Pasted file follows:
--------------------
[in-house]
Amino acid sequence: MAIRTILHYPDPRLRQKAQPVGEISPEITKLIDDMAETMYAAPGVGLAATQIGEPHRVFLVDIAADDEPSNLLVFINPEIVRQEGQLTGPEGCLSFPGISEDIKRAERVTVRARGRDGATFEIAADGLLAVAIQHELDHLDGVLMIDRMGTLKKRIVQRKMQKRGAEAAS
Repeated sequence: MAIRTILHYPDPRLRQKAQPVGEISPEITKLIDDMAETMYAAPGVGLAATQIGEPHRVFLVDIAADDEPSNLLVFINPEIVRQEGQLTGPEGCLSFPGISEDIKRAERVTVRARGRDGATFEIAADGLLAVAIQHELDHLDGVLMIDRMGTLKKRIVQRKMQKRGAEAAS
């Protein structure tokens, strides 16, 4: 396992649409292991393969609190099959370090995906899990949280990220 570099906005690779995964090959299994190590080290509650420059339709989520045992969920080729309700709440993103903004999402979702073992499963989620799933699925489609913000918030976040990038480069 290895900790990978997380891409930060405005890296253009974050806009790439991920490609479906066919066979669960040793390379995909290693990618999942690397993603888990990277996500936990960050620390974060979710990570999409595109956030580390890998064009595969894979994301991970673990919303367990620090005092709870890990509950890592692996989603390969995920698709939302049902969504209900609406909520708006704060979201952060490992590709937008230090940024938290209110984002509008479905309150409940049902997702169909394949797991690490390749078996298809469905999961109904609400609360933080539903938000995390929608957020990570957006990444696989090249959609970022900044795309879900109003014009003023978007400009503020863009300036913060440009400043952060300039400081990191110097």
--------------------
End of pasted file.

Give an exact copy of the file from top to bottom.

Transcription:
[in-house]
Amino acid sequence: MAIRTILHYPDPRLRQKAQPVGEISPEITKLIDDMAETMYAAPGVGLAATQIGEPHRVFLVDIAADDEPSNLLVFINPEIVRQEGQLTGPEGCLSFPGISEDIKRAERVTVRARGRDGATFEIAADGLLAVAIQHELDHLDGVLMIDRMGTLKKRIVQRKMQKRGAEAAS
Repeated sequence: MAIRTILHYPDPRLRQKAQPVGEISPEITKLIDDMAETMYAAPGVGLAATQIGEPHRVFLVDIAADDEPSNLLVFINPEIVRQEGQLTGPEGCLSFPGISEDIKRAERVTVRARGRDGATFEIAADGLLAVAIQHELDHLDGVLMIDRMGTLKKRIVQRKMQKRGAEAAS
């Protein structure tokens, strides 16, 4: 396992649409292991393969609190099959370090995906899990949280990220 570099906005690779995964090959299994190590080290509650420059339709989520045992969920080729309700709440993103903004999402979702073992499963989620799933699925489609913000918030976040990038480069 290895900790990978997380891409930060405005890296253009974050806009790439991920490609479906066919066979669960040793390379995909290693990618999942690397993603888990990277996500936990960050620390974060979710990570999409595109956030580390890998064009595969894979994301991970673990919303367990620090005092709870890990509950890592692996989603390969995920698709939302049902969504209900609406909520708006704060979201952060490992590709937008230090940024938290209110984002509008479905309150409940049902997702169909394949797991690490390749078996298809469905999961109904609400609360933080539903938000995390929608957020990570957006990444696989090249959609970022900044795309879900109003014009003023978007400009503020863009300036913060440009400043952060300039400081990191110097």